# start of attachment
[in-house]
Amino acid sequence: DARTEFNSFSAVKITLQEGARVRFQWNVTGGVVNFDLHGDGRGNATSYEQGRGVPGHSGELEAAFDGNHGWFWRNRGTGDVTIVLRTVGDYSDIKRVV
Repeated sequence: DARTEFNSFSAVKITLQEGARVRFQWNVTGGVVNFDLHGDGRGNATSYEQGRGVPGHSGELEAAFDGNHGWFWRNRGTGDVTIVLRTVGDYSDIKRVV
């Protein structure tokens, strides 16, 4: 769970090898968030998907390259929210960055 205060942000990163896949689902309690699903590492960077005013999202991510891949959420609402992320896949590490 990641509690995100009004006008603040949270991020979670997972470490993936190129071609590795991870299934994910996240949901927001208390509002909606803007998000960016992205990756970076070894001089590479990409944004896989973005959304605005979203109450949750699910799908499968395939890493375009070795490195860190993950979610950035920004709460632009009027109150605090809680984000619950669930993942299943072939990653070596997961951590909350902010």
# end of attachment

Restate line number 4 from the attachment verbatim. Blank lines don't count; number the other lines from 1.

């Protein structure tokens, strides 16, 4: 769970090898968030998907390259929210960055 205060942000990163896949689902309690699903590492960077005013999202991510891949959420609402992320896949590490 990641509690995100009004006008603040949270991020979670997972470490993936190129071609590795991870299934994910996240949901927001208390509002909606803007998000960016992205990756970076070894001089590479990409944004896989973005959304605005979203109450949750699910799908499968395939890493375009070795490195860190993950979610950035920004709460632009009027109150605090809680984000619950669930993942299943072939990653070596997961951590909350902010």